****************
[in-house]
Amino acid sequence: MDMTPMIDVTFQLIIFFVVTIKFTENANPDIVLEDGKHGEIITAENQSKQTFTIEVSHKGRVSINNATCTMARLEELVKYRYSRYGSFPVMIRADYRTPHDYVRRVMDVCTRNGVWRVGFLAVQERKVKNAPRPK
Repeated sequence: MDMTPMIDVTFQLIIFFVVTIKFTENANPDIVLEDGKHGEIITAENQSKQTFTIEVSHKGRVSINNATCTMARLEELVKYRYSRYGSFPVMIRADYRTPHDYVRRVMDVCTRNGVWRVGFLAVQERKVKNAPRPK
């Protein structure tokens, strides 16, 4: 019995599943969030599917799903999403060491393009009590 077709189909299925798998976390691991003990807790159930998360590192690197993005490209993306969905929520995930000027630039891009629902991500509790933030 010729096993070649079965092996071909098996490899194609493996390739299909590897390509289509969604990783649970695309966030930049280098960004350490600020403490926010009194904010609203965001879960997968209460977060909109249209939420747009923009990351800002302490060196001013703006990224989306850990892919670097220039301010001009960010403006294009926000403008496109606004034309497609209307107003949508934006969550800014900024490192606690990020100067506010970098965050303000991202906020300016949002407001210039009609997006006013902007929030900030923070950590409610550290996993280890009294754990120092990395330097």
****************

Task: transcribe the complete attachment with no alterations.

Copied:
[in-house]
Amino acid sequence: MDMTPMIDVTFQLIIFFVVTIKFTENANPDIVLEDGKHGEIITAENQSKQTFTIEVSHKGRVSINNATCTMARLEELVKYRYSRYGSFPVMIRADYRTPHDYVRRVMDVCTRNGVWRVGFLAVQERKVKNAPRPK
Repeated sequence: MDMTPMIDVTFQLIIFFVVTIKFTENANPDIVLEDGKHGEIITAENQSKQTFTIEVSHKGRVSINNATCTMARLEELVKYRYSRYGSFPVMIRADYRTPHDYVRRVMDVCTRNGVWRVGFLAVQERKVKNAPRPK
């Protein structure tokens, strides 16, 4: 019995599943969030599917799903999403060491393009009590 077709189909299925798998976390691991003990807790159930998360590192690197993005490209993306969905929520995930000027630039891009629902991500509790933030 010729096993070649079965092996071909098996490899194609493996390739299909590897390509289509969604990783649970695309966030930049280098960004350490600020403490926010009194904010609203965001879960997968209460977060909109249209939420747009923009990351800002302490060196001013703006990224989306850990892919670097220039301010001009960010403006294009926000403008496109606004034309497609209307107003949508934006969550800014900024490192606690990020100067506010970098965050303000991202906020300016949002407001210039009609997006006013902007929030900030923070950590409610550290996993280890009294754990120092990395330097």